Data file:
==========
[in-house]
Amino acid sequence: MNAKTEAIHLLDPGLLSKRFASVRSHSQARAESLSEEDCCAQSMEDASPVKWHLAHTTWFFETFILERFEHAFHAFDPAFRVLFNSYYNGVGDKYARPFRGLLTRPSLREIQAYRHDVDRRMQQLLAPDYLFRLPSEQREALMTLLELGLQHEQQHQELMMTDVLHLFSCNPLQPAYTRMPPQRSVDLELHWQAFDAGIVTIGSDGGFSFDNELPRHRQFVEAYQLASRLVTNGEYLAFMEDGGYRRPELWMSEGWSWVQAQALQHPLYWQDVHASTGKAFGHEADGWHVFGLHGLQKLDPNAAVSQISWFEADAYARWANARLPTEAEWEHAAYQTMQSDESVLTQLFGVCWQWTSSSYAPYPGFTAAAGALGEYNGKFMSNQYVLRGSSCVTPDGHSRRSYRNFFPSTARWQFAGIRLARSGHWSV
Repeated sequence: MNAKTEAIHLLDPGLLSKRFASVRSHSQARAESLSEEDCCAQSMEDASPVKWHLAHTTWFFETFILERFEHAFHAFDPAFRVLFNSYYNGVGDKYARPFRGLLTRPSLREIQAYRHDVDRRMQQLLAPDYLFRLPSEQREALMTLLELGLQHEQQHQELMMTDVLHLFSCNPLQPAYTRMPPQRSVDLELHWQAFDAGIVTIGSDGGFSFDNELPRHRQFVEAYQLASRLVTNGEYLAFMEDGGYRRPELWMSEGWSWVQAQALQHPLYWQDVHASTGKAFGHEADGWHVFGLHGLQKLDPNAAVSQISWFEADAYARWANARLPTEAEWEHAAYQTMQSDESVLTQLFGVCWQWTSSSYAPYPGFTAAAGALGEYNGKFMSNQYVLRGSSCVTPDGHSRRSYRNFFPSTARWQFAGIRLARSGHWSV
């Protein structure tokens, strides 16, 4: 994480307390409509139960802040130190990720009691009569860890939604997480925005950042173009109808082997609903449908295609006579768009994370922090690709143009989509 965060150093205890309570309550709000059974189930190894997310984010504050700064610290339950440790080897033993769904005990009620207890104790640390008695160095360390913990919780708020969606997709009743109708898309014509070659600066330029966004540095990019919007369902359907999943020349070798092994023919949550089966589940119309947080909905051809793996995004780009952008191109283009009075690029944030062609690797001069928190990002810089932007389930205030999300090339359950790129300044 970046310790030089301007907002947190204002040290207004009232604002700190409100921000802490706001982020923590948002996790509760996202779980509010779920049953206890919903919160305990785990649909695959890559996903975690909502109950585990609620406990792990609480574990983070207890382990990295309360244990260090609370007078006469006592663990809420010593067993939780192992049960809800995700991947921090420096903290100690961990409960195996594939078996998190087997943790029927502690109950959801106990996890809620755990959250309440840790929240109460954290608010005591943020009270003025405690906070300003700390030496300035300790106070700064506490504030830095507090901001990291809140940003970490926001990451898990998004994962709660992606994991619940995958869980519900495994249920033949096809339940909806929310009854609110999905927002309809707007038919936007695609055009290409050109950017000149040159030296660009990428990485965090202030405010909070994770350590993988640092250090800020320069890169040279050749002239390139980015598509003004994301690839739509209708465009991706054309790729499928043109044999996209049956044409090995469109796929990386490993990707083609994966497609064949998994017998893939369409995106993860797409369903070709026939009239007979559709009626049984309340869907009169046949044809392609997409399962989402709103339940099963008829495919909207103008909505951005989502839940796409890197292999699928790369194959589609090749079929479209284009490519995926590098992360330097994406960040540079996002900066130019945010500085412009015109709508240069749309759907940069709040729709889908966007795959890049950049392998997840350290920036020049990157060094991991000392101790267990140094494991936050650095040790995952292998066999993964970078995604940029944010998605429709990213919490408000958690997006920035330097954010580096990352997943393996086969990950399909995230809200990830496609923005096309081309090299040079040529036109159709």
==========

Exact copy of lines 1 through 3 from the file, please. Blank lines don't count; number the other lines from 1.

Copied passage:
[in-house]
Amino acid sequence: MNAKTEAIHLLDPGLLSKRFASVRSHSQARAESLSEEDCCAQSMEDASPVKWHLAHTTWFFETFILERFEHAFHAFDPAFRVLFNSYYNGVGDKYARPFRGLLTRPSLREIQAYRHDVDRRMQQLLAPDYLFRLPSEQREALMTLLELGLQHEQQHQELMMTDVLHLFSCNPLQPAYTRMPPQRSVDLELHWQAFDAGIVTIGSDGGFSFDNELPRHRQFVEAYQLASRLVTNGEYLAFMEDGGYRRPELWMSEGWSWVQAQALQHPLYWQDVHASTGKAFGHEADGWHVFGLHGLQKLDPNAAVSQISWFEADAYARWANARLPTEAEWEHAAYQTMQSDESVLTQLFGVCWQWTSSSYAPYPGFTAAAGALGEYNGKFMSNQYVLRGSSCVTPDGHSRRSYRNFFPSTARWQFAGIRLARSGHWSV
Repeated sequence: MNAKTEAIHLLDPGLLSKRFASVRSHSQARAESLSEEDCCAQSMEDASPVKWHLAHTTWFFETFILERFEHAFHAFDPAFRVLFNSYYNGVGDKYARPFRGLLTRPSLREIQAYRHDVDRRMQQLLAPDYLFRLPSEQREALMTLLELGLQHEQQHQELMMTDVLHLFSCNPLQPAYTRMPPQRSVDLELHWQAFDAGIVTIGSDGGFSFDNELPRHRQFVEAYQLASRLVTNGEYLAFMEDGGYRRPELWMSEGWSWVQAQALQHPLYWQDVHASTGKAFGHEADGWHVFGLHGLQKLDPNAAVSQISWFEADAYARWANARLPTEAEWEHAAYQTMQSDESVLTQLFGVCWQWTSSSYAPYPGFTAAAGALGEYNGKFMSNQYVLRGSSCVTPDGHSRRSYRNFFPSTARWQFAGIRLARSGHWSV